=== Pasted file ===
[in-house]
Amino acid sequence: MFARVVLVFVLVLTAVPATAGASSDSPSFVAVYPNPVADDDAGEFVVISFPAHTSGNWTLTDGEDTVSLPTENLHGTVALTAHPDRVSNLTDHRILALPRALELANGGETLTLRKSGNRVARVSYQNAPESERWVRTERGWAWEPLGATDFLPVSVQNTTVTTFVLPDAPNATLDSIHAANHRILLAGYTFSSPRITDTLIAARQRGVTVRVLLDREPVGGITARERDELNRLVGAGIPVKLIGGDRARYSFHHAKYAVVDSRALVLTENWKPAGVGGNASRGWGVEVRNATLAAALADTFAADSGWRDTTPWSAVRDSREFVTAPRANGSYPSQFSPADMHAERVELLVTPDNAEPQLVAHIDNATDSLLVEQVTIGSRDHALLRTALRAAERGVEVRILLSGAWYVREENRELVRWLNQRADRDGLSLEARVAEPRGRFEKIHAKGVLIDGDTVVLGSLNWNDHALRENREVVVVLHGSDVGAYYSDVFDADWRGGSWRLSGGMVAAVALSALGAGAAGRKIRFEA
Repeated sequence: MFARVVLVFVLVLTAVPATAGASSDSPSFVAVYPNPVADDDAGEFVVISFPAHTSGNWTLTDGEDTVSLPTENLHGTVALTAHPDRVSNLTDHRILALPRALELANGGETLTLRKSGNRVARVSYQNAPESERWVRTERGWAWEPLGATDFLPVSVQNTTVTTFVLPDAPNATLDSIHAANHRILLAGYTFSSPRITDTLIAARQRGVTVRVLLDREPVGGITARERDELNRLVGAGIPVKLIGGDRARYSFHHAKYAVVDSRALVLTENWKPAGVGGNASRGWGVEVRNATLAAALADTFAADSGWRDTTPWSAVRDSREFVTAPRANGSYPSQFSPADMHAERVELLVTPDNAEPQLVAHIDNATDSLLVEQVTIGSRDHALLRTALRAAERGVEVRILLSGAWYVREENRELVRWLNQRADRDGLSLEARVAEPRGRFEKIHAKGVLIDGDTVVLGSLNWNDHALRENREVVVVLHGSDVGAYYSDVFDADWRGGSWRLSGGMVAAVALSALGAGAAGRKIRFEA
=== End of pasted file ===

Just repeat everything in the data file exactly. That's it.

[in-house]
Amino acid sequence: MFARVVLVFVLVLTAVPATAGASSDSPSFVAVYPNPVADDDAGEFVVISFPAHTSGNWTLTDGEDTVSLPTENLHGTVALTAHPDRVSNLTDHRILALPRALELANGGETLTLRKSGNRVARVSYQNAPESERWVRTERGWAWEPLGATDFLPVSVQNTTVTTFVLPDAPNATLDSIHAANHRILLAGYTFSSPRITDTLIAARQRGVTVRVLLDREPVGGITARERDELNRLVGAGIPVKLIGGDRARYSFHHAKYAVVDSRALVLTENWKPAGVGGNASRGWGVEVRNATLAAALADTFAADSGWRDTTPWSAVRDSREFVTAPRANGSYPSQFSPADMHAERVELLVTPDNAEPQLVAHIDNATDSLLVEQVTIGSRDHALLRTALRAAERGVEVRILLSGAWYVREENRELVRWLNQRADRDGLSLEARVAEPRGRFEKIHAKGVLIDGDTVVLGSLNWNDHALRENREVVVVLHGSDVGAYYSDVFDADWRGGSWRLSGGMVAAVALSALGAGAAGRKIRFEA
Repeated sequence: MFARVVLVFVLVLTAVPATAGASSDSPSFVAVYPNPVADDDAGEFVVISFPAHTSGNWTLTDGEDTVSLPTENLHGTVALTAHPDRVSNLTDHRILALPRALELANGGETLTLRKSGNRVARVSYQNAPESERWVRTERGWAWEPLGATDFLPVSVQNTTVTTFVLPDAPNATLDSIHAANHRILLAGYTFSSPRITDTLIAARQRGVTVRVLLDREPVGGITARERDELNRLVGAGIPVKLIGGDRARYSFHHAKYAVVDSRALVLTENWKPAGVGGNASRGWGVEVRNATLAAALADTFAADSGWRDTTPWSAVRDSREFVTAPRANGSYPSQFSPADMHAERVELLVTPDNAEPQLVAHIDNATDSLLVEQVTIGSRDHALLRTALRAAERGVEVRILLSGAWYVREENRELVRWLNQRADRDGLSLEARVAEPRGRFEKIHAKGVLIDGDTVVLGSLNWNDHALRENREVVVVLHGSDVGAYYSDVFDADWRGGSWRLSGGMVAAVALSALGAGAAGRKIRFEA